A Quasi-Experimental Trial of the Effects of Cholecalciferol Supplementation on Vitamin D Status Among a Diverse Population of Collegiate Basketball Athletes



Sekel, Nicole M

Journal Title

Journal ISSN

Volume Title



Background: Vitamin D is a fat-soluble micronutrient commonly found to be clinically deficient in a young, athletic, and otherwise healthy population. A gap remains in scientific literature pertinent to why this discrepancy exists, if particular modalities perpetuate this discrepancy and in what quantity vitamin D3 supplementation beneficially affects vitamin D status. Objective: To assess the prevalence of vitamin D insufficiency in a diverse sample of collegiate basketball athletes and to define the required dosage of vitamin D3 supplementation in order to beneficially affect serum 25-hydroxyvitamin D (25(OH)D), the major circulating metabolite in the human body indicative of vitamin D levels and consequently, one's current status. Design: This was a quasi-experimental vitamin D intervention trial. Participants were allocated to one of three groups based on their baseline vitamin D status as follows: insufficient (<75 nmol/L) were allocated to 10,000 IU of vitamin D3 daily, sufficient (75- 125 nmol/L) to 5,000 IU of vitamin D3 daily, and optimal (>125 nmol/L) to no supplementation. Baseline assessments were completed at the beginning of pre-season training and at ~5 months follow-up at post season. Demographics, body composition via dual x-ray absorptiometry, skin pigmentation via spectrophotometer and blood sampling for the assessment of serum 25(OH)D were completed. Results: The majority of participants (n) were allocated to the high dose supplementation group (10,000 IU daily) vs. n=5 allocated to 5,000 IU daily and n=2 to no supplementation. Overall, 77% of participants allocated to the high dose supplementation group (10,000 IU daily) were male (p=0.005), with olive to dark skin tone (p=0.022), and 85% self-reported as African American (p=0.027). Differences among groups were noted for whole body BMD Z-score (p=0.027) and lean body mass (p=0.004). A dose-response emerged in regard to the change of 25-hydroxyvitamin D concentrations from baseline to follow-up, wherein the 10,000 IU daily group exhibited the greatest change in 25(OH)D concentrations (35.01± 26.96 nmol/L) vs. the 5,000 IU daily group (-9.34± 9.62 nmol/L) and the no supplementation group (-41.57± 11.66 nmol/L, p<0.01). Among those allocated to 10,000 IU daily group, 3 (23%) remained insufficient, 9 (69%) climbed to sufficient status and 1 (8%) reached optimal status at follow-up. No participant in the 5,000 IU group reached optimal status and one of the two participants in the no supplementation group remained at optimal status at follow-up. A significant correlation between the change in 25(OH)D concentrations was observed with baseline 25(OH)D (rs=-0.78, p=0.01) as well as with lean and fat mass percent rs=0.83 and rs=-0.80 respectively, p=0.01). Conclusion: A dosage of 10,000 IU of vitamin D3 supplementation taken daily and allotted sufficient time to see marked improvement will help to mitigate the high prevalence of vitamin D deficiency among collegiate basketball players by beneficially impacting serum 25(OH)D levels. However, this dosage was not enough for all participants to reach vitamin D sufficiency. Further research encompassing a larger sample size of indoor, male and female collegiate athletes with varying degrees of adiposity is needed. Improving vitamin D status may have the potential benefits in maximizing sports performance and efficaciously reduce injury risk among collegiate athletes.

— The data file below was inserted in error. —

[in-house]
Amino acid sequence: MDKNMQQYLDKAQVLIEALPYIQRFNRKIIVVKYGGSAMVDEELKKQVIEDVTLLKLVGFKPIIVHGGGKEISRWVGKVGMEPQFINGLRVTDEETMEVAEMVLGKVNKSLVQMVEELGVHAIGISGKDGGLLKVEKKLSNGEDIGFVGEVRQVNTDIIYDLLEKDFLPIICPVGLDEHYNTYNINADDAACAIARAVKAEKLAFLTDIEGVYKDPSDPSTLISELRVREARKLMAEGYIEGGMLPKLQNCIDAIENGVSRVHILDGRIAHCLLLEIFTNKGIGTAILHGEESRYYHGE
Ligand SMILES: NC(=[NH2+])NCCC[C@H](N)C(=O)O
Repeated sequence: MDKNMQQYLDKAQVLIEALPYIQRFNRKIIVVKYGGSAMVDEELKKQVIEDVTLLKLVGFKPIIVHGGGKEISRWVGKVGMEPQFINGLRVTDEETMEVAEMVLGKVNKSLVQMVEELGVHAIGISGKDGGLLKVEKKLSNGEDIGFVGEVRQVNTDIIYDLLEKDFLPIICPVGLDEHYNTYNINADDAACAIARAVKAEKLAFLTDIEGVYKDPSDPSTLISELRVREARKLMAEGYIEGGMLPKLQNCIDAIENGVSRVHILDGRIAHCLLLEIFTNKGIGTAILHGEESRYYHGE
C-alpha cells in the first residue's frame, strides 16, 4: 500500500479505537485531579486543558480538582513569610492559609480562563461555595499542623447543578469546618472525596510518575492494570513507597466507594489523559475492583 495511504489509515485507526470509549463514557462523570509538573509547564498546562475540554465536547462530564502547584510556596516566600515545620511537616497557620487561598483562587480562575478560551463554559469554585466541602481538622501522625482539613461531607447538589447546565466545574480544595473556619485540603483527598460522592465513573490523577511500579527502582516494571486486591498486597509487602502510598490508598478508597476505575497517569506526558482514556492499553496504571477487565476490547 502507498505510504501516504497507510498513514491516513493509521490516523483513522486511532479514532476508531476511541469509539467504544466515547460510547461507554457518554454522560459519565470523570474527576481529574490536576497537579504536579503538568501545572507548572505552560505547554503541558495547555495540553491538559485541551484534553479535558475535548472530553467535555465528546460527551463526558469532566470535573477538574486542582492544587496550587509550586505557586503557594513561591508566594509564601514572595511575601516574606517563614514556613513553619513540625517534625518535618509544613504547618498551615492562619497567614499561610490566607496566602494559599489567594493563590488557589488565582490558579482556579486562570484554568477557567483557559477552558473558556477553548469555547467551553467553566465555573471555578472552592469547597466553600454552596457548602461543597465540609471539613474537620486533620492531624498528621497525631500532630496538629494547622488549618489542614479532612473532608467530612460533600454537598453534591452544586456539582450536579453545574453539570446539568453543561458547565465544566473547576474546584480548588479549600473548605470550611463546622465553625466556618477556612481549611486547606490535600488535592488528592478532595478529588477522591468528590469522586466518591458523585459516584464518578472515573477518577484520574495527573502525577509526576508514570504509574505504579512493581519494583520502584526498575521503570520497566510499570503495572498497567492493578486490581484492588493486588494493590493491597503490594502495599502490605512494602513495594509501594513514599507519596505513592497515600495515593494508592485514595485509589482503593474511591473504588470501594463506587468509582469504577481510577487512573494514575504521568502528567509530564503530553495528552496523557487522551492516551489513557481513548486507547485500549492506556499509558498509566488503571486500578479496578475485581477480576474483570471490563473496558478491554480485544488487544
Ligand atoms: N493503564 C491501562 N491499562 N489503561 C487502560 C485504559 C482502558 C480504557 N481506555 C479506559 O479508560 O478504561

This thesis has been embargoed for 2 years and will not be available until August 2021 at the earliest.


Vitamin D status, Collegiate athletes, Cholecalcifral, Sports performance, D3, Nutrition